History of Cleveland

The roots of Cleveland's history date back to 1796 when the Western Reserve of Connecticut was segmented into township and its capital was named "Cleveland". Gen Moses Cleaveland is credited with the planning of modern day downtown Cleveland. Several years later in 1814, the village of Cleaveland was incorporated.

Once the Ohio and Erie Canal was completed in 1832, the area experienced rapid growth. This also led to a connection to the Atlantic Ocean thanks to the Erie Canal. In later years however, it became possible to access the Atlantic Ocean via the St.Lawrence Seaway and the Mississippi River provided access to the Gulf of Mexico. All these developments obviously helped the pace of growth for Cleveland and in 1836 Cleveland was finally incorporated as a City.

Wiki pages on Cleveland history

http://en.wikipedia.org/wiki/History_of_Cleveland

Timeline and famous persons in Cleveland history

http://www.positivelycleveland.com/about_cleveland/cleveland_history/

During the middle of the 18th century Cleveland became a major manufacturing center particularly for steel. Carmakers followed suit. 1920 brought Standard Oil to Cleveland and by that period Cleveland had become the 5th largest American city. From this point Cleveland was progressing steadily as a major Industrial economy until 1960 when a series of events beginning with a major slump in heavy industry followed by racial unrest and the city's population moving to the suburbs changed the fortunes of Cleveland.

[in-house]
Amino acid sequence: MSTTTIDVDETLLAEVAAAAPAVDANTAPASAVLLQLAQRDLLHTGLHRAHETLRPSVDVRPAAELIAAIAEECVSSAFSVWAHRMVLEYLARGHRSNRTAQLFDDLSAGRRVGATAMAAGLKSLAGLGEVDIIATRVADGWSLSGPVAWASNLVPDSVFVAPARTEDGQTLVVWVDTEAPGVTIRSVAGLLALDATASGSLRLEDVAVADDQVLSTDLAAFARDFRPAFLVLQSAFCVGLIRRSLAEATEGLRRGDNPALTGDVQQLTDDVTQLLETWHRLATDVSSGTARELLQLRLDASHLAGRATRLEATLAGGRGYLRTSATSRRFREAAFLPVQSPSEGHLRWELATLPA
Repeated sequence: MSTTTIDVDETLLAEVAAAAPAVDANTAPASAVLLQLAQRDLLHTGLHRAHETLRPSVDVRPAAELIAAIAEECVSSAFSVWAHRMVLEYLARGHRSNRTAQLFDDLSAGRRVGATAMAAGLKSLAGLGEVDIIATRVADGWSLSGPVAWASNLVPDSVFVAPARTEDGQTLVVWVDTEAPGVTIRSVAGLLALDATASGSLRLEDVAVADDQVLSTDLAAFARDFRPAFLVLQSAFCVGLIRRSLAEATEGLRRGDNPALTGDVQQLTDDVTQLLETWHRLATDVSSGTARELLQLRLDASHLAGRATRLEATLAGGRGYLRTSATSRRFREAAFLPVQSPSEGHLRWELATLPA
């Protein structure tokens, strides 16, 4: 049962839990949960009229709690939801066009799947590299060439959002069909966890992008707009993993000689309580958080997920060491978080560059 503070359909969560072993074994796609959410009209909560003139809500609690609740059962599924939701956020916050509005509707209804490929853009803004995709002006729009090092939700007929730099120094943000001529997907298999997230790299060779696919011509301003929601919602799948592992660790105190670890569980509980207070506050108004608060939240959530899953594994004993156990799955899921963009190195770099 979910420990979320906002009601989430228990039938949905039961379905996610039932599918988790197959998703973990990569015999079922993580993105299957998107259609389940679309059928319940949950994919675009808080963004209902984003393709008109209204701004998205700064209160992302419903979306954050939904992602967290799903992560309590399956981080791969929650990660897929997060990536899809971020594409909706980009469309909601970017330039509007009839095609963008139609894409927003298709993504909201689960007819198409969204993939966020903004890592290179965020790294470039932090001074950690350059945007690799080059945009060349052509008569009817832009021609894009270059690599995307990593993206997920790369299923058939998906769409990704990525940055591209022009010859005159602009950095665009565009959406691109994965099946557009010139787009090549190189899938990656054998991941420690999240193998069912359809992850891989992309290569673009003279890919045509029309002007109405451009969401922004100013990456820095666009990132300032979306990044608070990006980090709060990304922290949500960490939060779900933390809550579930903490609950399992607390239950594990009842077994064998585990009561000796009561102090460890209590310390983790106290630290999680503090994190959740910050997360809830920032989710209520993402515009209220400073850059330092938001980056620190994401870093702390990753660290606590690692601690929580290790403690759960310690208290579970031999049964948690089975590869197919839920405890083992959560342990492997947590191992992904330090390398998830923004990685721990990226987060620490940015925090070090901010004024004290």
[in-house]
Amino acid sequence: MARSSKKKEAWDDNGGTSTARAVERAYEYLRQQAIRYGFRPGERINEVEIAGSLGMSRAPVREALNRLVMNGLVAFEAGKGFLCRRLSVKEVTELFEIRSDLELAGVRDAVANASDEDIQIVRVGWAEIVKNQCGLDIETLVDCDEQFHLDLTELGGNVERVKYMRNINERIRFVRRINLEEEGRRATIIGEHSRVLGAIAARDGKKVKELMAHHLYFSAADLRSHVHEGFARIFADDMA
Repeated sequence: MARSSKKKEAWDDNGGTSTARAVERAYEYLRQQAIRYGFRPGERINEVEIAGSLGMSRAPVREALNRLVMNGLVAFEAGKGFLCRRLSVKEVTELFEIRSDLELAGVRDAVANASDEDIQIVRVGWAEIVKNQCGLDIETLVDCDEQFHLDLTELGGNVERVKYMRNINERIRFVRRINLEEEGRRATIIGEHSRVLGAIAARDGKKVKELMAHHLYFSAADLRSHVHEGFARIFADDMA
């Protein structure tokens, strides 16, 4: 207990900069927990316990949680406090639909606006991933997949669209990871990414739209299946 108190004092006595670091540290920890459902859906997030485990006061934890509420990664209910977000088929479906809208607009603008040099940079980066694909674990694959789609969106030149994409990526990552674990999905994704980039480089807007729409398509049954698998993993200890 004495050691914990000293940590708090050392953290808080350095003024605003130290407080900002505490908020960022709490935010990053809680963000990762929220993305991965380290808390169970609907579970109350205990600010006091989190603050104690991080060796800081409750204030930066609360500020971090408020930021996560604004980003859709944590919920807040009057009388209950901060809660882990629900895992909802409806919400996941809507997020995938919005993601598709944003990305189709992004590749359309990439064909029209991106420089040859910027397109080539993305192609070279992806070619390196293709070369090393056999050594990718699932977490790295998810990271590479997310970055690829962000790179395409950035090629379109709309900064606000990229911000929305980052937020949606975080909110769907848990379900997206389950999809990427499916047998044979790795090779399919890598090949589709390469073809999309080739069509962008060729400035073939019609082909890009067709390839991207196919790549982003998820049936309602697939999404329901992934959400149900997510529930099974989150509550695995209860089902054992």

The next 3 decades witnessed a series of unhappy events in the history of Cleveland until revitalization and redevelopment efforts started in right earnest. The renewed efforts to bring back the glory of Cleveland paid rich dividends and by the turn of the 20th century Cleveland had already cemented its place in history as a vibrant and mixed economy rather than relying on a single segment such as heavy industries.

The task for Cleveland is as yet unfinished. Several projects including relocation of the Port of Cleveland leading to revitalization of the water front, increased levels of activity at the Port itself and more are in the pipeline. It is always worth the while to know more about the city when you travel Cleveland.

Political history of Cleveland

http://www.clevelandmemory.org/

Digital resources on Cleveland history including visuals and maps

http://www.clevelandmemory.org/SpecColl/cdl/

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